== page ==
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Autosteer put me in the penalty box?

mblakele

FSD Beta (99)
Mar 7, 2016
1,816
6,185
SF Bay Area
We paid for six-figure cars. We don't need to be punished when we use a feature beyond the feature's capability. The reminder is enough.

I agree with you, but don't I see what the price of the car has to do with it. No offense meant, but I think mentioning how much you paid tends to perpetuate certain ideas about Tesla owners. Take out any mention of price and your point is still valid.

Speaking of timeouts — and I hope only slightly off-topic — you can hit similar penalties when the camera temporarily stops functioning. I've seen this in heavy rain, when the wipers can't keep up. Autosteer decides the camera isn't working, and disables itself for the rest of the drive. In my case it disabled TACC too, adding injury to insult [sic]. I've also seen this happen when the sun is low-ish and directly in view of the camera. Lens flare, or something, can discombobulate the camera enough to disable Autosteer for the rest of the drive. In this case thankfully TACC still works. I'd prefer it if any Autosteer exceptions only lasted a minute or two, whether caused by speed, rain, or sun. I've communicated that feedback to Tesla.
 

Andyw2100

Well-Known Member
Oct 22, 2014
6,542
2,443
Ithaca, NY
I agree with you, but don't I see what the price of the car has to do with it. No offense meant, but I think mentioning how much you paid tends to perpetuate certain ideas about Tesla owners. Take out any mention of price and your point is still valid.

The reason I mentioned the cost is that we are customers purchasing a high-end, premium product, and should be treated as such as opposed to being treated like small children who need to be punished in order to learn a lesson.
 

brianman

Burrito Founder
Nov 10, 2011
17,615
3,217
Maybe they think it really isn't safe at 89 mph either? If I was using AP over 90 mph and got a warning and AP was temporarily shut down, the first thing I'd do is see how fast it WOULD work. Having to stop and park before you can try again prevents that behavior?
My recollection was that the original release disabled all autopilot-related features above 85mph -- and was documented as such.
 

mblakele

FSD Beta (99)
Mar 7, 2016
1,816
6,185
SF Bay Area
The reason I mentioned the cost is that we are customers purchasing a high-end, premium product, and should be treated as such as opposed to being treated like small children who need to be punished in order to learn a lesson.

And you mentioned "six-figure cars". So it's ok if a $75,000 Model S 75D treats you like a naughty child? What about a $50,000 Model 3? $35,000? A beater that you got for free from your uncle? When does it become ok?

That's why I don't think price helps your argument. But I've made mine, so I'll butt out now.
 

Andyw2100

Well-Known Member
Oct 22, 2014
6,542
2,443
Ithaca, NY
And you mentioned "six-figure cars". So it's ok if a $75,000 Model S 75D treats you like a naughty child? What about a $50,000 Model 3? $35,000? A beater that you got for free from your uncle? When does it become ok?

That's why I don't think price helps your argument. But I've made mine, so I'll butt out now.

There's really no need to quibble about the exact words and numbers. Clearly I was not suggesting that the behavior was acceptable in cars below six figures.
 

Andyw2100

Well-Known Member
Oct 22, 2014
6,542
2,443
Ithaca, NY
Please tell me someone else took a picture of your display while you were driving over 80MPH without autopilot engaged. Otherwise, safety arguments here go right out the window.

Even if the picture was taken by the driver, while standing on his head in the rear seat, safety arguments don't go out the window.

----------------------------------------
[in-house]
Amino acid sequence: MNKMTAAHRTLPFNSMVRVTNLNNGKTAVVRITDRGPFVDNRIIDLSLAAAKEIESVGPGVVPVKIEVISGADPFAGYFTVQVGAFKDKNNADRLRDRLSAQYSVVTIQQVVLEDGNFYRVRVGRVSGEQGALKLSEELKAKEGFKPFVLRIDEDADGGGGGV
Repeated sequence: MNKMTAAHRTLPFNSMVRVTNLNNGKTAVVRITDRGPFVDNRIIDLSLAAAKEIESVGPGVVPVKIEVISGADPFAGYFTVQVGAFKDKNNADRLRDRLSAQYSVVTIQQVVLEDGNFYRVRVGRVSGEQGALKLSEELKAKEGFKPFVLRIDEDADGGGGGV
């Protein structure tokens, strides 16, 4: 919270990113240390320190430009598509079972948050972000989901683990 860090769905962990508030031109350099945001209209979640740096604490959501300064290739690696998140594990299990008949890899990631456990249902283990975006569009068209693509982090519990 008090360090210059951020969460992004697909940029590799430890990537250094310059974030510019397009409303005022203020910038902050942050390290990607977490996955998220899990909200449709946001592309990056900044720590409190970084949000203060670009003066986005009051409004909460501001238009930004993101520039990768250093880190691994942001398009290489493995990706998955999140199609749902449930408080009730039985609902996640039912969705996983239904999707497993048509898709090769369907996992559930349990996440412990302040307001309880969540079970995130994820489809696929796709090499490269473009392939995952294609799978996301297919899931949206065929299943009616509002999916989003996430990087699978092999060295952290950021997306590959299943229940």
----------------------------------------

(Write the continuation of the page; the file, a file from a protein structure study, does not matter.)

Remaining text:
One person driving unsafely (and I'm not saying the person who posted the picture was or wasn't) would not invalidate the safety concerns I and others have expressed.
 

mallman

New Member
Jan 13, 2017
2
0
San Diego
There has been a lot of debate about this in other threads. Personally I think this is ridiculous. Sure, disengage at 90, but re-engage below 90.

Musk has talked about how autosteer could save lives in the case of an incapacitated driver. Well, not if the driver was in the penalty box before becoming incapacitated.

Just silly!


That is the simple answer - if too fast it won't work, if below max speed it will. There is no need for a "memory"
 

Electroman

Well-Known Member
Aug 18, 2012
6,527
7,897
TX
AP increases safety (when compared to no AP) with a responsible driver.

AP is dangerous in the hands of an irresponsible driver and can cause more harm than no AP at all.

Pushing AP beyond 90 is a display of irresponsible behavior. Hence the need to turn off AP

I can't make it more simpler than that. $100K rich mans car inflicts the same carnage as a $20K poor mans car in an accident.
 

Andyw2100

Well-Known Member
Oct 22, 2014
6,542
2,443
Ithaca, NY
AP increases safety (when compared to no AP) with a responsible driver.

AP is dangerous in the hands of an irresponsible driver and can cause more harm than no AP at all.

Pushing AP beyond 90 is a display of irresponsible behavior. Hence the need to turn off AP

I can't make it more simpler than that. $100K rich mans car inflicts the same carnage as a $20K poor mans car in an accident.

How many times are we going to go around and around on this?

No one--NO ONE is suggesting that it is OK to push the car past 90 with auto steer engaged. Our point is that auto steer should be able to be re-engaged once the car is again travelling below 90, without us having to pull over and put the car in park.

Incidentally, in another thread someone posted that resetting the IC will get one out of the penalty box. So now people can do that, and wind up driving for a short while with no display at all. I'm sure that is exactly the behavior Tesla was hoping to encourage with their ridiculous "penalty."

Here's that post:

So, if you ever get put in the penalty box and don't mind a driving reboot, rebooting clears the penalty. I tested this with the most recent version PRIOR to the one just released in the last few days.
 

stace

Member
Feb 1, 2015
34
15
Chicago, IL
Even if the picture was taken by the driver, while standing on his head in the rear seat, safety arguments don't go out the window.

One person driving unsafely (and I'm not saying the person who posted the picture was or wasn't) would not invalidate the safety concerns I and others have expressed.